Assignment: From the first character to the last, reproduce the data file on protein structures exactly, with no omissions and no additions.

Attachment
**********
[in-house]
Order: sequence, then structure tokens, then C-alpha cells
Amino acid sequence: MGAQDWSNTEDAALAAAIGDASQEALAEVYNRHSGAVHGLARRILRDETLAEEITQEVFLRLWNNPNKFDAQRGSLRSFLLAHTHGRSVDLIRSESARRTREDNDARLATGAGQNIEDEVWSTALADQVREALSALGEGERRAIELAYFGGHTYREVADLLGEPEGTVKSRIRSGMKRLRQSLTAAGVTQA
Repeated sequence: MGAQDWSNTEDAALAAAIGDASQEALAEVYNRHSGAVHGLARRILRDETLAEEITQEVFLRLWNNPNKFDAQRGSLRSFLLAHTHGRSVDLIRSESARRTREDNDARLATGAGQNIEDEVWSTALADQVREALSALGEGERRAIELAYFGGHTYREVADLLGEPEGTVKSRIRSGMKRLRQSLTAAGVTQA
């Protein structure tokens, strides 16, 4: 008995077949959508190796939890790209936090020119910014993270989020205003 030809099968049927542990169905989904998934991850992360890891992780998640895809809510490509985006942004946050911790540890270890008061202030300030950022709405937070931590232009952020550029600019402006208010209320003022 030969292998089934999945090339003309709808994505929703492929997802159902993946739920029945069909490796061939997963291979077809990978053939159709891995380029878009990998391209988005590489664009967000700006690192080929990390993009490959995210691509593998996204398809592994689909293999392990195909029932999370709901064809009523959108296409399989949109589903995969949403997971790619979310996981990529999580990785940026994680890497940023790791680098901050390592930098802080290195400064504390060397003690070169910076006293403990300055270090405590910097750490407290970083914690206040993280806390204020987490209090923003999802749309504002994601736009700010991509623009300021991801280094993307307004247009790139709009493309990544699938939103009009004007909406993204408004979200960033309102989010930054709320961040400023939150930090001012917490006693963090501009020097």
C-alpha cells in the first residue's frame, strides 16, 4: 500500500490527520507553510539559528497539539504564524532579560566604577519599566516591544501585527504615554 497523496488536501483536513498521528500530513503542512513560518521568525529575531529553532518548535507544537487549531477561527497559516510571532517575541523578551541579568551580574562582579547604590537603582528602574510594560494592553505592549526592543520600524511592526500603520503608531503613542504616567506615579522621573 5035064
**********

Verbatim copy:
[in-house]
Order: sequence, then structure tokens, then C-alpha cells
Amino acid sequence: MGAQDWSNTEDAALAAAIGDASQEALAEVYNRHSGAVHGLARRILRDETLAEEITQEVFLRLWNNPNKFDAQRGSLRSFLLAHTHGRSVDLIRSESARRTREDNDARLATGAGQNIEDEVWSTALADQVREALSALGEGERRAIELAYFGGHTYREVADLLGEPEGTVKSRIRSGMKRLRQSLTAAGVTQA
Repeated sequence: MGAQDWSNTEDAALAAAIGDASQEALAEVYNRHSGAVHGLARRILRDETLAEEITQEVFLRLWNNPNKFDAQRGSLRSFLLAHTHGRSVDLIRSESARRTREDNDARLATGAGQNIEDEVWSTALADQVREALSALGEGERRAIELAYFGGHTYREVADLLGEPEGTVKSRIRSGMKRLRQSLTAAGVTQA
């Protein structure tokens, strides 16, 4: 008995077949959508190796939890790209936090020119910014993270989020205003 030809099968049927542990169905989904998934991850992360890891992780998640895809809510490509985006942004946050911790540890270890008061202030300030950022709405937070931590232009952020550029600019402006208010209320003022 030969292998089934999945090339003309709808994505929703492929997802159902993946739920029945069909490796061939997963291979077809990978053939159709891995380029878009990998391209988005590489664009967000700006690192080929990390993009490959995210691509593998996204398809592994689909293999392990195909029932999370709901064809009523959108296409399989949109589903995969949403997971790619979310996981990529999580990785940026994680890497940023790791680098901050390592930098802080290195400064504390060397003690070169910076006293403990300055270090405590910097750490407290970083914690206040993280806390204020987490209090923003999802749309504002994601736009700010991509623009300021991801280094993307307004247009790139709009493309990544699938939103009009004007909406993204408004979200960033309102989010930054709320961040400023939150930090001012917490006693963090501009020097």
C-alpha cells in the first residue's frame, strides 16, 4: 500500500490527520507553510539559528497539539504564524532579560566604577519599566516591544501585527504615554 497523496488536501483536513498521528500530513503542512513560518521568525529575531529553532518548535507544537487549531477561527497559516510571532517575541523578551541579568551580574562582579547604590537603582528602574510594560494592553505592549526592543520600524511592526500603520503608531503613542504616567506615579522621573 5035064